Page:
Vincent Auvray - Contributions (Back)

Quick insight of the transparent motion estimation

Three main approaches are proposed in the litterature to estimate transparent motions:

    Partial adaptation of classical motion estimators (Black and Anandan, Irani and Peleg), but for partial transparencies only.
    Detection of planes in the 3D Fourier space (Shizawa and Mase, Pingault and Pellerin, Stuke and Aach), but it must assume that motions are translationals over dozen of frames.
    Transparent motion estimation in the direct space (Pingault and Pellerin, Stuke and Aach, Toro), which relies on an equation equivalent for the brightness consistancy. For two layers:

    It assumes that the motions are constant over two successive time intervals.
Our contributions belong to this last class of approches. (More)

Our contributions in bitransparent configuration

In a first time, we have developed a synthetic image generation process which follows the physics of X-Ray image formation. That allows us to compare our estimates to a known ground truth. (More)

We have developped three generations of motion estimators dedicated to the bitransparency. This refers to a transparency made of two layers over the image. (And two layers only!)

    Our first contribution (presented to ICIP'05) did not allow us to reach an estimation accuracy good enough on clinical sequences with a realistic noise.
    This is why we imagined a second algorithm, presented at MICCAI'05. To be as robust to noise as possible, we tried to constraint the problem as much as we could. Many real exams observations convinced us that the anatomical motions (heart beating, lungs dilation, diaphragm translation) could be modeled with affine displacement fields.
    This approach allows for precisions of 0.6 and 2.8 pixels on images typical for diagnostic and interventional images respectively.
    We finally proposed in ICIP'06 an evolution of this algorithm, reaching precisions of 0.6 pixels on diagnostic images and 1.2 on fluoroscopic images, and presented real examples.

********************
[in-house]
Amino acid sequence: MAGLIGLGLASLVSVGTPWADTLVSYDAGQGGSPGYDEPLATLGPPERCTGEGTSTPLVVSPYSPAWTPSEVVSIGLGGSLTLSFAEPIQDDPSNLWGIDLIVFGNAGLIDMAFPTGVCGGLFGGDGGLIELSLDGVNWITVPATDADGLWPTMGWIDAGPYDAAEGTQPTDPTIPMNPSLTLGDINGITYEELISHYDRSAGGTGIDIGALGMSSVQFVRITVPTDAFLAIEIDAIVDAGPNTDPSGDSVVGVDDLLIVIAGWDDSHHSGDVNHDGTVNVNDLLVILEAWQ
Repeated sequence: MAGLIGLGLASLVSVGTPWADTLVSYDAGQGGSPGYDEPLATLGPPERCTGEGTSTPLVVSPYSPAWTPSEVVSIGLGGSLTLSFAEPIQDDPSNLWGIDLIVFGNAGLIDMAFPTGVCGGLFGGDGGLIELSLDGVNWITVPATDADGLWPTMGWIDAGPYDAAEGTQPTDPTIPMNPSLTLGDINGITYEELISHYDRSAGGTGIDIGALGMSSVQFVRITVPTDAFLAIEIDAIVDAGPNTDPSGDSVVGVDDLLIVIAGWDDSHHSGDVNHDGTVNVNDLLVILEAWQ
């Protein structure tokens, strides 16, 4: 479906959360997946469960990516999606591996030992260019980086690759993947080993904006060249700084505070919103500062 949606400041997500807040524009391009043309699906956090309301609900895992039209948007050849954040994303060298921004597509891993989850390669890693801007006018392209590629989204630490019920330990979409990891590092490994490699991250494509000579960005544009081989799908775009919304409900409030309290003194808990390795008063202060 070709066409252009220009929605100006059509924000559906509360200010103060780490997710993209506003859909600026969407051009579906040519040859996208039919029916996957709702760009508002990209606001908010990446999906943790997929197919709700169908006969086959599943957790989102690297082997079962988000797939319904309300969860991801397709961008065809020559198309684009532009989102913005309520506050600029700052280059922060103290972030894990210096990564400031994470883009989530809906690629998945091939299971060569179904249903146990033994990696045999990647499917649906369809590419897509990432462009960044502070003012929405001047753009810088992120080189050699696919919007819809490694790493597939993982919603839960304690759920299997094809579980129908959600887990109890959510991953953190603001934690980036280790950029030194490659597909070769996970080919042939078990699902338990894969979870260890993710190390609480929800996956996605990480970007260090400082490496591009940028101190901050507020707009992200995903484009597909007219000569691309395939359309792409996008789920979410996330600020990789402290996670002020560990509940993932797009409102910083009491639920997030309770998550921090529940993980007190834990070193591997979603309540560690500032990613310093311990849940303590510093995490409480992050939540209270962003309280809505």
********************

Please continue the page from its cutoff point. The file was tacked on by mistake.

Estimated motion fields on a part of cardiac exam in situation of bi-transparency.

Our contributions in bidistributed transparency

Our contributions until that point estimated the transparent motions present in a sequence showing one configuration only: two layers having coherent motions were present over the whole image. Most of the contributions on this topic refer to this situation.
Now, the real images are more complex: they contain more than two layers overall, but rarely more than two locally. Which is why we have introduced the concept of bidistributed transparency to account for images that can be segmented in areas containing one or two layers.
We present in ICIP'06 a joint transparent motion estimation and segmentation method that allows for precions of 0.6 pixels on diagnostic images and 1.2 on fluoroscopic images.(More)

Two images for a fluoroscopic sequence, the estimated motions (the field corresponding to the background is worth zero and thus invisible) and the resulting segmentation.

Processing of a video sequence in a situation of bi-distributed transparency. Top left: the segmentation in layers, top right the estimated motions, and on the bottom the compensated difference images.

We also present a demo, showing the different stages of motion estimation.

Application to denoising

We also need to know how to use this motion information to denoise our sequences. We have proposed an original framework to do so in MICCAI'05.
. It yielded a very disappointing asymptotic deoising of 20%. (More)

We have therefore developed the so-called hybrid filters, which decide locally between different possible motion compensations:

    Transparent motion compensation when both layers are textured.
    Compensation of the motion of the more textured layer in any other case (one layer only is textured, or both layers are homogeneous). This way, we preserve the useful information without impairing the achievable denoising power.
This approach can be used both in purely temporal denoising filter, as well as in spatio-temporal denoising filters. In the former case, we achieve a denoising of about 50% (in standart deviation), without useful information blurring (submitted to ISBI'07).

Fluoroscopic sequence processing with the temporal hybrid filter (left) and a classical adaptative temporal filter (right). The heart is much more contrasted on the left for an equivalent denoising.